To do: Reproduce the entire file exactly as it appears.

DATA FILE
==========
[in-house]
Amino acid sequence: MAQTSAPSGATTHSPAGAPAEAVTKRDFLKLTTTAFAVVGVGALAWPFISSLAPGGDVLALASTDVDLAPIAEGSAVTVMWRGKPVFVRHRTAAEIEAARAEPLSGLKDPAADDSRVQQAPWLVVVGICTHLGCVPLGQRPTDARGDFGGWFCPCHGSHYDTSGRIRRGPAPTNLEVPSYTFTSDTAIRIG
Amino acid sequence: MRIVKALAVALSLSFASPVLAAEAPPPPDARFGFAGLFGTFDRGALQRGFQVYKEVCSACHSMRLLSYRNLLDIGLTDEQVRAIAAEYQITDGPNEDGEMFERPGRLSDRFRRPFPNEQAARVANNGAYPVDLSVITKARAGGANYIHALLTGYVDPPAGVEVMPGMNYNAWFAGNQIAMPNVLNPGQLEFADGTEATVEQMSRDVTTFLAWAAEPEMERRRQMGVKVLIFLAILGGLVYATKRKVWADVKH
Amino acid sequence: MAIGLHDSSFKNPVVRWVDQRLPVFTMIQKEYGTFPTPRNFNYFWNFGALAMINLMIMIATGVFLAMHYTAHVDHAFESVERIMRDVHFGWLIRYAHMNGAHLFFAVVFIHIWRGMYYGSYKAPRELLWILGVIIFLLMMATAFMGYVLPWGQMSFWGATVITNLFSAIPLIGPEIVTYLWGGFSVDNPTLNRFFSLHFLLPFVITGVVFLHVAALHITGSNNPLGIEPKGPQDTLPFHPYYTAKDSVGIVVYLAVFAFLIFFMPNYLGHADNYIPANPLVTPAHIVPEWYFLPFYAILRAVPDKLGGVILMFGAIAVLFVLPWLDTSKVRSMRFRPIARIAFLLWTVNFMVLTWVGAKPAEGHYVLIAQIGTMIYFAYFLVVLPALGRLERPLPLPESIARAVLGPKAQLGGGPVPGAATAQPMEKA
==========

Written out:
[in-house]
Amino acid sequence: MAQTSAPSGATTHSPAGAPAEAVTKRDFLKLTTTAFAVVGVGALAWPFISSLAPGGDVLALASTDVDLAPIAEGSAVTVMWRGKPVFVRHRTAAEIEAARAEPLSGLKDPAADDSRVQQAPWLVVVGICTHLGCVPLGQRPTDARGDFGGWFCPCHGSHYDTSGRIRRGPAPTNLEVPSYTFTSDTAIRIG
Amino acid sequence: MRIVKALAVALSLSFASPVLAAEAPPPPDARFGFAGLFGTFDRGALQRGFQVYKEVCSACHSMRLLSYRNLLDIGLTDEQVRAIAAEYQITDGPNEDGEMFERPGRLSDRFRRPFPNEQAARVANNGAYPVDLSVITKARAGGANYIHALLTGYVDPPAGVEVMPGMNYNAWFAGNQIAMPNVLNPGQLEFADGTEATVEQMSRDVTTFLAWAAEPEMERRRQMGVKVLIFLAILGGLVYATKRKVWADVKH
Amino acid sequence: MAIGLHDSSFKNPVVRWVDQRLPVFTMIQKEYGTFPTPRNFNYFWNFGALAMINLMIMIATGVFLAMHYTAHVDHAFESVERIMRDVHFGWLIRYAHMNGAHLFFAVVFIHIWRGMYYGSYKAPRELLWILGVIIFLLMMATAFMGYVLPWGQMSFWGATVITNLFSAIPLIGPEIVTYLWGGFSVDNPTLNRFFSLHFLLPFVITGVVFLHVAALHITGSNNPLGIEPKGPQDTLPFHPYYTAKDSVGIVVYLAVFAFLIFFMPNYLGHADNYIPANPLVTPAHIVPEWYFLPFYAILRAVPDKLGGVILMFGAIAVLFVLPWLDTSKVRSMRFRPIARIAFLLWTVNFMVLTWVGAKPAEGHYVLIAQIGTMIYFAYFLVVLPALGRLERPLPLPESIARAVLGPKAQLGGGPVPGAATAQPMEKA